HTC released an improved version of the Vive in May 2018, which mainly fixed some gaps to the competitor Oculus Rift.
The concrete improvements in detail:
- Integrated headphones
- Higher resolution (2,880 x 1,600 pixels or 1,440 x 1,600 pixels per eye)
- Improved ergonomics
- Stereo camera (for potential Augmented Realtiy applications)
- Stereo microphone
However, it is only a small step, which also has a few disadvantages. The 3.5mm jack plug on the headset is omitted. The connection cable is no longer made of exchangeable components like HDMI or USB, but is a specially designed cable – so if it breaks down, you will inevitably have to buy a replacement from HTC and you are generally less flexible if you need a longer connection or want to connect the Vive in different places, for example. In addition, the Vive Pro can only be connected to the PC or graphics card with a DisplayPort cable – HDMI is no longer an option, which is why the new distribution box no longer has a connection for it.
The high resolution has an unjustified price
Due to the higher resolution even more power is required. An upgrade of the graphics card is virtually mandatory if you have not already purchased a high-end model in advance. The probably most critical point is the insufficient scope of delivery. HTC sells the Vive Pro at a UVP price of 879€. At first glance, it’s not even that expensive if you take the starting price of the normal Vive of just under 960€ from 2016 as a comparison.
The big but: the Vive Pro does NOT include a controller and tracking sensors (base stations). These must be purchased separately, which brings the total to 1.178€. HTC is probably promoting the Vive Pro as an upgrade for hardcore VR users and B2B customers for this reason as well.
For these reasons, HTC Vive Pro is only recommended for VR fans and business (B2B) customers who own a very powerful gaming PC or gaming laptop and are bothered by the visible pixel grid of its predecessor. Otherwise, especially considering the almost cheeky scope of delivery, the change is only worthwhile for absolute VR enthusiasts who absolutely want to see more sharply.
HTC Vive – The virtual dream room
HTC Vive with controllers Graphics from the frontThe VR headset from HTC, which was developed in close cooperation with the game manufacturer and Steam platform operator Valve, is technically very similar to the Oculus Rift. It features 1080 x 1200 pixels per eye, depending on the head shape and settings around 100° field of view (fov) and a tracking system for spatial perception of headset and controllers.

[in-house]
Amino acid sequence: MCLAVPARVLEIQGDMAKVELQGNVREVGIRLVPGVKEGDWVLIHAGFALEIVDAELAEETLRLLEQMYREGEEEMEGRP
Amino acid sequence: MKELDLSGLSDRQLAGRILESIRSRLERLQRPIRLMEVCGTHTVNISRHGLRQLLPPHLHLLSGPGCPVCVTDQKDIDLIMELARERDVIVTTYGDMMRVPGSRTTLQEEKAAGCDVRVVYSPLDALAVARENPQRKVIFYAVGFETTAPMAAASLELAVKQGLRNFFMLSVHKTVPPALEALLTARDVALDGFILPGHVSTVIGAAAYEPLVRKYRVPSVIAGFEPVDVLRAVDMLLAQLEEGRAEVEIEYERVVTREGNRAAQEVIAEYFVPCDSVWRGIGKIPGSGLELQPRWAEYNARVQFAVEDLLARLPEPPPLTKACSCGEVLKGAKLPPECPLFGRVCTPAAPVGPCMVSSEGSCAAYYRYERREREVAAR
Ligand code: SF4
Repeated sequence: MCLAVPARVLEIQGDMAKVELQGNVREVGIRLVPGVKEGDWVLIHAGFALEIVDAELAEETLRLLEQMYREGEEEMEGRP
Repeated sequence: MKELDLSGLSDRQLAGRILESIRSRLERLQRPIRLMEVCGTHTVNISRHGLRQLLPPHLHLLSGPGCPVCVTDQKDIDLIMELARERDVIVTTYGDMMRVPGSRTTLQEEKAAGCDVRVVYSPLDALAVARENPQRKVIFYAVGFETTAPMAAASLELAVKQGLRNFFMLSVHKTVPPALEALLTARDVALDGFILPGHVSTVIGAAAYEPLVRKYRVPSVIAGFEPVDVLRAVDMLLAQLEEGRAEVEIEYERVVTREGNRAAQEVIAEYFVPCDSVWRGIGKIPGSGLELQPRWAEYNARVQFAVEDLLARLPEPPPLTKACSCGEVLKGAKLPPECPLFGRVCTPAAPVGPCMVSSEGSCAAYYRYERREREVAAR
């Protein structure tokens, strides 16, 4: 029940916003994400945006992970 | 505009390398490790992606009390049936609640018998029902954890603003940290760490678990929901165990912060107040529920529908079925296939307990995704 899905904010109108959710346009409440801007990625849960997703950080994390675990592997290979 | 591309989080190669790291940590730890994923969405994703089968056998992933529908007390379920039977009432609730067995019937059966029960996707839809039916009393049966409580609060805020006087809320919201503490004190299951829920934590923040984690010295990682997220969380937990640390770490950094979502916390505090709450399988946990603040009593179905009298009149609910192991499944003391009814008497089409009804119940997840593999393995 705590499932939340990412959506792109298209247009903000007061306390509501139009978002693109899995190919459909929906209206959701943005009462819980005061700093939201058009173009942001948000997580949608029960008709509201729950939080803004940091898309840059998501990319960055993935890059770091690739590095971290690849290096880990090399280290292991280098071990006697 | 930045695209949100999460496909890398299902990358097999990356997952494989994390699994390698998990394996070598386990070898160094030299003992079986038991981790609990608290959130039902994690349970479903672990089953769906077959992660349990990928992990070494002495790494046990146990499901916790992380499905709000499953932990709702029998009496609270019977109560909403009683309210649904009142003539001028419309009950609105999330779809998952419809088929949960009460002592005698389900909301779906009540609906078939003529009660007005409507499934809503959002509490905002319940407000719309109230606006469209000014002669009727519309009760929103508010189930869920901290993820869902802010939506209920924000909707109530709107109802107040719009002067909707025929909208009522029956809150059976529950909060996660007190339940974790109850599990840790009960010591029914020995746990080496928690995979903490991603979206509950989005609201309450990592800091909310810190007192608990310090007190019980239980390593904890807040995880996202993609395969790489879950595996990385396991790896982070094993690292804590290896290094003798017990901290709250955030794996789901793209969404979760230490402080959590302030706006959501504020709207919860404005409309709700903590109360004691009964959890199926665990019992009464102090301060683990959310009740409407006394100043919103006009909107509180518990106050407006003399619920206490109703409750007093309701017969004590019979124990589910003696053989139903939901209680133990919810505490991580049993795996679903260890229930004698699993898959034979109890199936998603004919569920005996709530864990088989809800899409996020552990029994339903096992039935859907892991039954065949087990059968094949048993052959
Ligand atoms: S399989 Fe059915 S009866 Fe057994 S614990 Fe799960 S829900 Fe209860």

Millimetre-accurate detection in space
But it is above all in the last point that the great unique selling proposition lies. While you only place one or two small webcams (two for the touch controller) on the desk in the Oculus Rift, you mount two small transmitter stations (base stations) in two opposite corners of the room in the HTC Vive.
With the Steam VR software, which can be downloaded from Steam, a short setup with room measurement and synchronization is performed. Then it can already start.
The technology behind it: The base stations send high-frequency light signals through the room, which are registered by receiver points on the headset and the two controllers located on it. As a result, the HTC Vive system “knows” its position at all times, enabling a room-filling experience with very high precision.
The HTC Vive offers breathtaking worlds – a little space required
Young woman with HTC Vive in a bright roomYou can move freely with a Vive in a previously defined field. This must be at least 1.5m² in size and can officially be extended up to 5m². More area is theoretically possible, but HTC no longer guarantees 100% accurate tracking. However, newer base stations should solve this problem in the future.
The system and a built-in camera in the headset warn you if a wall or obstacle should appear. The scales then match the displayed game world. Controller and head movements are transmitted 1:1.
HTC and Valve christened the technology “Room-Scale VR” and gave it its own section on the popular game marketplace with Steam VR. It offers a variety of innovative possibilities – from drawing applications in space, to a virtual ascent of Mount Everest, to full-fledged games with a real sense of space. There is only one requirement for the games: they must be at least partially adapted to Room-Scale VR.
More and more room-filling games and programs
HTC Vive Controller and TackerIn practice, you can draw three-dimensional sculptures, fly around the world or visit famous places on Google Maps in HTC Vive, play a few casual rounds of sports games with or against human players, and interact with them. The spatial impression is incredibly convincing. Especially when you have to walk around and interact directly with objects.
What’s striking about it is that HTC Vive doesn’t have exclusive titles like Oculus Rift, which are offered in a separate store. The system remains open through the collaboration with Valve and their gaming platform Steam. Only the control options with Room-Scale VR make the difference. With the touch controllers from the Rift, this is at least partially possible. The Oculus Rift offers a room-filling gaming experience with the Oculus touch controllers, but is fixed to a smaller gaming surface due to the tracking system with two webcams and the shorter cable to the headset. But don’t worry: Games that don’t rely exclusively on the rumm-sized VR concept can still be played with a classic gamepad. Either as a separate and customized version or with a control option in the menu – both with the Vive and with another VR headset.